How do you disconnect from the noise of the digital world and connect with nature?


I feel it’s really good for me to have a strategy to keep the balance. I work a lot with the computer, with the academic writings, research and doing media art, it’s good for me to go to nature from time to time, I leave the screen and the information overload behind and I feel calm, I feel like I wake up my senses touching the leaves, animals, feel the smells, feel the hotness of the air. I feel the multidimension of feelings is different when you are experiencing that than in front of a computer screen.

On one hand it's nature that brings us back to our essence, but on the other hand - as you showed in your piece for the Parallel Hungary exhibition - there’s tradition. I can imagine many people who download the fortune telling apps on their smartphones might not realize how old the tradition behind it is. Do you feel that people might be a bit disconnected from it as well?


Especially I think the new generations, if a practice is not alive they don’t know about it, they don’t know about the past.  Everything is in the form of information on the screen and the physical context is lost. That’s why I think art is important to bring back, to generate the discussion of how you need to understand the root of the things. It’s really difficult to bring this in a tangible way and here art is useful. 


You say that art is key in making that connection, but how do you encourage people to go to a museum or gallery and actually see it? Not everybody might know it exists or where to look for it.


It’s a big issue, not only mine but of cultural sectors. If art and culture are supported enough by governments I think this will work. If you have enough consideration, otherwise your work is invisible. The question is whether society thinks that culture is something needed for the human being - if yes, then it will work. But some societies or governments don’t think culture is important, the life of the people will be poorer. It’s really up to the societies really. I have seen this work very well in Western Europe, the way they create an art show is really different in my own country or even in Eastern Europe. There you can feel they pay more attention to it and they really work on the connection between the public and the art scene; they treat it seriously, as something important for society. In the West, when artists work on a project they are paid for it, as they invest their knowledge and energy in it. Here I attend many exhibitions without any remuneration, but what we do is not a hobby, we do it because we believe it’s useful for society. In the long term it cannot work this way as the artists need to support themselves.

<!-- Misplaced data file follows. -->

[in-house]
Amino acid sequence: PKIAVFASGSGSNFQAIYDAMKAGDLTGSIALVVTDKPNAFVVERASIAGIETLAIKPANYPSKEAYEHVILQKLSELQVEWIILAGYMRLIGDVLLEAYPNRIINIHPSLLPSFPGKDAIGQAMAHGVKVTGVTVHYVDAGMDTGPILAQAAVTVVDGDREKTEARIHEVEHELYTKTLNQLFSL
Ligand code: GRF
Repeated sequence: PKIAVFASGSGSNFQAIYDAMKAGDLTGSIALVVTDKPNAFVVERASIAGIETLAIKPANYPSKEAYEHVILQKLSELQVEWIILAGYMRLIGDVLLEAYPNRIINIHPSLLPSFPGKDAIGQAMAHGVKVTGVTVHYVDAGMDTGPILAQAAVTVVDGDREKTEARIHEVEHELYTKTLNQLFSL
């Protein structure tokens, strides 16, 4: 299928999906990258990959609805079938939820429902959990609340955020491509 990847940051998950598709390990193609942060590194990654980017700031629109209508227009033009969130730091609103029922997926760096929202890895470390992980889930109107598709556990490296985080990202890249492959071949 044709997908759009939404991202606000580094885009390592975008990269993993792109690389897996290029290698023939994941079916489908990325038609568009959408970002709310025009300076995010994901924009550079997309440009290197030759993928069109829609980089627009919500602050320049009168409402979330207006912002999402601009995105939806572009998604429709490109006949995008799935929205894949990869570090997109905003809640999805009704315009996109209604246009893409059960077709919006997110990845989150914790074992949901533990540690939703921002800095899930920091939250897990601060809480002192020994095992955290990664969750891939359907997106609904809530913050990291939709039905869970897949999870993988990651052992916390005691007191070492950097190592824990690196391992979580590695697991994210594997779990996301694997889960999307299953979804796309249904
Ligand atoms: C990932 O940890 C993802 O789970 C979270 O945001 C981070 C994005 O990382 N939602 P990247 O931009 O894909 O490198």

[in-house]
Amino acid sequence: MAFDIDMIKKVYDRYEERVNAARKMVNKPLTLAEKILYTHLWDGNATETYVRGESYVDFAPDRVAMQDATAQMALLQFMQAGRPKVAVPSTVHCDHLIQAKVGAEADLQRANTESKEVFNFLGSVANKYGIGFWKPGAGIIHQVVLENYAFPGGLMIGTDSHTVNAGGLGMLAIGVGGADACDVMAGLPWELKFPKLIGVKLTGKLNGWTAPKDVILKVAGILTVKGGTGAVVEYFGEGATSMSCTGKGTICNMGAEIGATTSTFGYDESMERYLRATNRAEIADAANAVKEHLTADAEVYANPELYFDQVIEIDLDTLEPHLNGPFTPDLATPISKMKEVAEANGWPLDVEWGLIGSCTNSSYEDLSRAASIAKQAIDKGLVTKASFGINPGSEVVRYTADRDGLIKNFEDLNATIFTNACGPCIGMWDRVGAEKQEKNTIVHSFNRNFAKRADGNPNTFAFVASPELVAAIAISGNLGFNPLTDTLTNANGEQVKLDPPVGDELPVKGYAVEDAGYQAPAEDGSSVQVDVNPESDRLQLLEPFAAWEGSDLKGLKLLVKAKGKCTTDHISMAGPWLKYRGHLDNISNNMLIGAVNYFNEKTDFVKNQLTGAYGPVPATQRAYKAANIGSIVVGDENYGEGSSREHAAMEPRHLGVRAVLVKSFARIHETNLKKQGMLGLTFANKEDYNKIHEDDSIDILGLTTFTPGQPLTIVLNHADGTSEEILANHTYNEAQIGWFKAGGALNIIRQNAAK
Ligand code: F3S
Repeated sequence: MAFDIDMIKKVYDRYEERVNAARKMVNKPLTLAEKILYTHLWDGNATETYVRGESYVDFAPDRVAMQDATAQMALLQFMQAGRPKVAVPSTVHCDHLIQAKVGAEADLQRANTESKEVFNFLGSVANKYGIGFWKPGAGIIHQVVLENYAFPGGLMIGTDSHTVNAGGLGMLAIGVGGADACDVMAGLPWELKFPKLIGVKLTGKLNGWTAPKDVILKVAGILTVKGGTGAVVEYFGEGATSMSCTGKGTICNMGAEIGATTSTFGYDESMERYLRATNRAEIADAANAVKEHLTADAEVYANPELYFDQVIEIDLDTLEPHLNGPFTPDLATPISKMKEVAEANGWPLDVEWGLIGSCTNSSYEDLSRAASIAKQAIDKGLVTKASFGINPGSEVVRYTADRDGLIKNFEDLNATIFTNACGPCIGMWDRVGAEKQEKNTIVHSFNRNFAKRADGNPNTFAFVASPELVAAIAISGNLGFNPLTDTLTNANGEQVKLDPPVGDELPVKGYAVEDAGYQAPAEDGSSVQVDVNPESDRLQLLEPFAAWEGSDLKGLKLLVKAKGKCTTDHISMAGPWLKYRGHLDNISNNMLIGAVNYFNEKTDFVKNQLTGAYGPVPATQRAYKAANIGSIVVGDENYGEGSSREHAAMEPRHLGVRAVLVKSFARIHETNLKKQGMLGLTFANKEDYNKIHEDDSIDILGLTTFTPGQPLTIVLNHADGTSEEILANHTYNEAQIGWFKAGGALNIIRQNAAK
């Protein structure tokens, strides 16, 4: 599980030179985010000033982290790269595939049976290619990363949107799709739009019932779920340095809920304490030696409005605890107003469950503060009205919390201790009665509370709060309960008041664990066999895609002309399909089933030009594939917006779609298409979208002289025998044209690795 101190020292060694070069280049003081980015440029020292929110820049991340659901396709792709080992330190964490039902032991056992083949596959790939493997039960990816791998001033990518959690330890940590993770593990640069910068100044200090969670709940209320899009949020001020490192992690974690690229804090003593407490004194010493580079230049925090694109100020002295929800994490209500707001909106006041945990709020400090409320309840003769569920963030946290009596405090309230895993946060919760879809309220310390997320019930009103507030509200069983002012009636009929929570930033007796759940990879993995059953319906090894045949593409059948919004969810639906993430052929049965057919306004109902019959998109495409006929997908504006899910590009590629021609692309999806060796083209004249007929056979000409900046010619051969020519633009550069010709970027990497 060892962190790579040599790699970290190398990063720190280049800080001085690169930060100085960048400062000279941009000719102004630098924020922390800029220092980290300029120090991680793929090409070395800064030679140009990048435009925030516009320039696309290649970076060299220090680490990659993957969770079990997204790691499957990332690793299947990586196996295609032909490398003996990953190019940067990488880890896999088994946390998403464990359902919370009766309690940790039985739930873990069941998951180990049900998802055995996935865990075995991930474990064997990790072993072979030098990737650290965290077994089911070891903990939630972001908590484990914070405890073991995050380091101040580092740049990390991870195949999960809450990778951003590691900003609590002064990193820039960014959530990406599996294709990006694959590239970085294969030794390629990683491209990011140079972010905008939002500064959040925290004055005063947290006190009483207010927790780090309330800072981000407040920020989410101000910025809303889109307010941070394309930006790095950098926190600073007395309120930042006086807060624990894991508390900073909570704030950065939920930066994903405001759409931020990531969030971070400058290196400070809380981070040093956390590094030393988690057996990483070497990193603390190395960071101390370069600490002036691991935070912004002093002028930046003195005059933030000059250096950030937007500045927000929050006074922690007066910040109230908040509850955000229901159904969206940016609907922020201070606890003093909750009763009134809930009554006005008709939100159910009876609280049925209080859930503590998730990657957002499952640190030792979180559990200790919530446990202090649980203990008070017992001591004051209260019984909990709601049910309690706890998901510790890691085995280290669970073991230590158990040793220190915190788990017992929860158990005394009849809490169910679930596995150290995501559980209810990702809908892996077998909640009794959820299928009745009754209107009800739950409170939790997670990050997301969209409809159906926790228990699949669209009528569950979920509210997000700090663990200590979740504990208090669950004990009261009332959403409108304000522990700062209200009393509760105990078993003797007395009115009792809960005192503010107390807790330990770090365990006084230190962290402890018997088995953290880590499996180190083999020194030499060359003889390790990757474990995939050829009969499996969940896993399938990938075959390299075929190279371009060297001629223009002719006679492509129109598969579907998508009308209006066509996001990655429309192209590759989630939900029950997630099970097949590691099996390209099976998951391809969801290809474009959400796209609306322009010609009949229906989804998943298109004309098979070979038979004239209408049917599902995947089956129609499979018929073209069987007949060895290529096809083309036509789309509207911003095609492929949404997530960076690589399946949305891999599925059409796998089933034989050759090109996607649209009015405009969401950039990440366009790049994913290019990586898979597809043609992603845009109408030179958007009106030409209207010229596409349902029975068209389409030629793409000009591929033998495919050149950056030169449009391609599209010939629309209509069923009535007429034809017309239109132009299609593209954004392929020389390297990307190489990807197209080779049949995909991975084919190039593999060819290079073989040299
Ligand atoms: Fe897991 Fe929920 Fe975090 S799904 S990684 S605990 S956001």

The art world is complex and diverse as well, I'm not saying art should go in this or that direction, but many artists are doing things distant from social issues, they do them to serve their own self expression and their own feeling without any purpose for society. I don't say it’s good or bad but this is maybe one of the reasons society looks at art in a certain way, thinking this is nothing serious. 

What is your view on the art world in Hungary and how do you connect with it?


In Budapest I feel the traditional art is still very strong, focused on classical or modern art. There’s a difference between modern and contemporary art. Here the modernist style is still very strong and it occupies the scene. People who create contemporary art are still struggling and often need to move away from Hungary to practice their way. The cultural sector is not very supported and it’s still difficult for people working in it.